To determine whether the BCL10 mutation plays a role in the oncogenesis of plasma cell dyscrasias, we used polymerase chain reaction-single-strand conformation polymorphism (PCR-SSCP) and direct sequencing analysis and examined the genomic BCL10 mutations in 57 patients with multiple myeloma or plasma cell leukemia and 52 normal bone marrow samples. We found three polymorphic sequence variants, either alone or in combination, at codons 5 and 8, and in intron 1 at base 58 of the BCL10 gene in 37 patients with plasma cell dyscrasia. Identical aberrant band shifts were also observed in 34 normal marrow samples. No polymorphic variants were identified in exon 2 or 3 in either patient or control samples, and no pathogenic mutations were detected. Patients with plasma cell dyscrasias in Taiwan appeared to have a higher frequency of polymorphisms at codon 5 and intron 1 at base 58, and a lower frequency at codons 8 and 213. Our results suggest that BCL10 is not involved in the oncogenesis of plasma cell dyscrasias.
[Show abstract][Hide abstract] ABSTRACT: Malignant transformation of B cells can occur at various steps of lymphocyte development, starting from early B-cell progenitors up to mature B cells, which reflects the heterogeneity of B-cell malignancies with regard to their biologic and clinical behavior. The genetic characterization of B-cell neoplasms during the past two decades has elucidated the mechanisms underlying B-cell lymphomagenesis and led to a more precise definition of lymphoma subgroups. This progress is reflected in the upcoming World Health Organization classification for hematologic neoplasms, which stresses the diagnostic importance of recurrent genetic alterations in leukemias and lymphomas. In the recent past, several genes deregulated by such recurrent chromosomal aberrations have been identified. In addition, the recent introduction of microarray technology has now allowed a more global assessment of gene dysregulation in B-cell oncogenesis and provided a new means for more exactly defining the molecular hallmarks of distinct lymphoma subtypes. This review will focus on recently described molecular features of B-cell lymphomas discovered by the application of new molecular cytogenetic techniques, advanced breakpoint cloning strategies, and microarray approaches.
Current Opinion in Oncology 10/2001; 13(5):316-24. DOI:10.1097/00001622-200109000-00002 · 4.47 Impact Factor
[Show abstract][Hide abstract] ABSTRACT: BCL10, a gene involved in apoptosis signaling, has recently been identified at chromosome 1p22. This gene was found to be mutated in several types of lymphomas and other kinds of solid tumors. Especially in hepatocellular carcinoma, high mutation rates have been reported. These findings suggest that its inactivation may play an important pathogenetic role in tumorigenesis. Furthermore, abnormalities of chromosome 1 where the BCL10 gene is located are a common feature in pediatric solid tumors. Therefore, we analyzed 95 pediatric solid cancers for genomic BCL10 mutations.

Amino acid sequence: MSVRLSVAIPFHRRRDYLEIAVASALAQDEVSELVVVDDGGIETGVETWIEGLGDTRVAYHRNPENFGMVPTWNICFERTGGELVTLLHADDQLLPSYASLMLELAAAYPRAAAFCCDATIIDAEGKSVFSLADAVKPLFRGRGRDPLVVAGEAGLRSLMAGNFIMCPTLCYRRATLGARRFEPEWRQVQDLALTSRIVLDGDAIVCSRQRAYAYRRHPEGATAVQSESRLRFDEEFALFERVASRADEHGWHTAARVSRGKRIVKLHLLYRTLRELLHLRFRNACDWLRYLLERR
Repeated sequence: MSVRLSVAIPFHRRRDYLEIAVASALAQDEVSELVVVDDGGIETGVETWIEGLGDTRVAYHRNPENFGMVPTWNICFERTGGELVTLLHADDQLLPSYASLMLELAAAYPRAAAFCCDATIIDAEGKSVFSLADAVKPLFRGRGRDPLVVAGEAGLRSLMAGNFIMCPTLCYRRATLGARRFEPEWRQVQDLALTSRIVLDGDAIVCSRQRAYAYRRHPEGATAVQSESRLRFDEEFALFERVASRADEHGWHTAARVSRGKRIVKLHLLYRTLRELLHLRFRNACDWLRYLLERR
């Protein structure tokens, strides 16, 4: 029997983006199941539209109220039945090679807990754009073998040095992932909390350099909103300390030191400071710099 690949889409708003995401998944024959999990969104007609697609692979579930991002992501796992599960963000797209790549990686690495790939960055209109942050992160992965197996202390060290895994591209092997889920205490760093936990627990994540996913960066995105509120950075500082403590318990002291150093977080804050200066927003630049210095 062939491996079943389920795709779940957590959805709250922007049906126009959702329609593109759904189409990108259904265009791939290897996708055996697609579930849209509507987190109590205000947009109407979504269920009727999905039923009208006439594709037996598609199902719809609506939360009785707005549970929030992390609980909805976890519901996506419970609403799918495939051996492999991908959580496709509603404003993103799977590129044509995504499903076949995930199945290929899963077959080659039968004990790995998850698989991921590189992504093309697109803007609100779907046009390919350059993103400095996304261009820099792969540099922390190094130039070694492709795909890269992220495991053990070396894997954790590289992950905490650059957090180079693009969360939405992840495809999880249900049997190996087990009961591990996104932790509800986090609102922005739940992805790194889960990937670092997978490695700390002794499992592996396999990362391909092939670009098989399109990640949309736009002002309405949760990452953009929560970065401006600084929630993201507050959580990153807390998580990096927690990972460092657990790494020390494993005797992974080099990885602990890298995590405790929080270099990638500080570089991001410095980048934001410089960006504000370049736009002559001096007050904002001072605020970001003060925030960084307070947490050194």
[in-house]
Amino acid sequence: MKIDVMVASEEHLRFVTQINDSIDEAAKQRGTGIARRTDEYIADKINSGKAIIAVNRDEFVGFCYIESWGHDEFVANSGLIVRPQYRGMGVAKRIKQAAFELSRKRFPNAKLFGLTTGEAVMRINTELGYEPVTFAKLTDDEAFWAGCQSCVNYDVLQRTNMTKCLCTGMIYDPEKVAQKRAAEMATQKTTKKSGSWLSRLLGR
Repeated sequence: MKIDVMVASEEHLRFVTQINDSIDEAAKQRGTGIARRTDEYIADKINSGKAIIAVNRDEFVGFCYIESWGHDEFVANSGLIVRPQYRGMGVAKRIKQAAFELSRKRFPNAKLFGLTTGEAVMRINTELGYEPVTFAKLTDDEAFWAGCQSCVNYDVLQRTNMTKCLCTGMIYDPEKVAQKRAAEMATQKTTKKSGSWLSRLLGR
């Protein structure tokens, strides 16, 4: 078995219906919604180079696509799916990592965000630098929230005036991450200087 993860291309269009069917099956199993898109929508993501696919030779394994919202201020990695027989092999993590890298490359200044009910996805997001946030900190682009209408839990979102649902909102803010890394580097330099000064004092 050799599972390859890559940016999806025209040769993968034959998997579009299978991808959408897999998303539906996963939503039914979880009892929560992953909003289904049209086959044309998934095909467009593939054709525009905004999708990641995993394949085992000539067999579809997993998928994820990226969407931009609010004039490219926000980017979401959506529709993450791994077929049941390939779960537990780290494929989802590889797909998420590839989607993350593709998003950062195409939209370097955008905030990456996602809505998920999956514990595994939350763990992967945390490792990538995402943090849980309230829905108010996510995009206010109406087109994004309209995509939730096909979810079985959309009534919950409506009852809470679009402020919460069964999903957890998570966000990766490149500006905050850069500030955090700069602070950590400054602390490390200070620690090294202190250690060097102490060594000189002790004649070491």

Three exons, which encode the whole coding region, were examined in 95 tumor tissues by PCR-SSCP method. Samples revealing aberrant band patterns were subjected to direct sequencing analysis.
A total of six nucleotide changes were detected. Two were in intron 1 (IVS1 + 11C > G, IVS1 + 58G > C) and four were in exons 1 or 3 (Ala5Ser, Leu8Leu, Thr162Met and Gly213Glu). Of four exonic changes, three at codons 5, 162, and 213 resulted in amino acid substitution. In non-tumor tissues, however, similar mutation types were found, suggesting that all nucleotide changes detected were genetic polymorphisms.
This study represents the first genetic analysis of the BCL10 gene in pediatric solid malignant tumors. Our results suggest that BCL10 mutation as a mechanism involved in tumorigenesis is unlikely to be associated with most childhood malignancies.
Medical and Pediatric Oncology 12/2002; 39(6):543-6. DOI:10.1002/mpo.10156
[Show abstract][Hide abstract] ABSTRACT: Multiple myeloma, a neoplasm of plasma cells, accounts for approximately approximately 15% of lymphatohematopoietic cancers (LHC) and 2% of all cancers in the US. Incidence rates increase with age, particularly after age 40, and are higher in men, particularly African American men. The etiology is unknown with no established lifestyle, occupational or environmental risk factors. Although several factors have been implicated as potentially etiologic, findings are inconsistent. We reviewed epidemiologic studies that evaluated lifestyle, dietary, occupational and environmental factors; immune function, family history and genetic factors; and the hypothesized precursor, monoclonal gammopathies of undetermined significance (MGUS). Because multiple myeloma is an uncommon disease, etiologic assessments can be difficult because of small numbers of cases in occupational cohort studies, and few subjects reporting exposure to specific agents in case-control studies. Elevated risks have been reported consistently among persons with a positive family history of LHC. A few studies have reported a relationship between obesity and multiple myeloma, and this may be a promising area of research. Factors underlying higher incidence rates of multiple myeloma in African Americans are not understood. The progression from MGUS to multiple myeloma has been reported in several studies; however, there are no established risk factors for MGUS. To improve our understanding of the causes of multiple myeloma, future research efforts should seek the causes of MGUS. More research is also needed on the genetic factors of multiple myeloma, given the strong familial clustering of the disease.
International Journal of Cancer 01/2007; 120 Suppl 12(S12):40-61. DOI:10.1002/ijc.22718 · 5.09 Impact Factor
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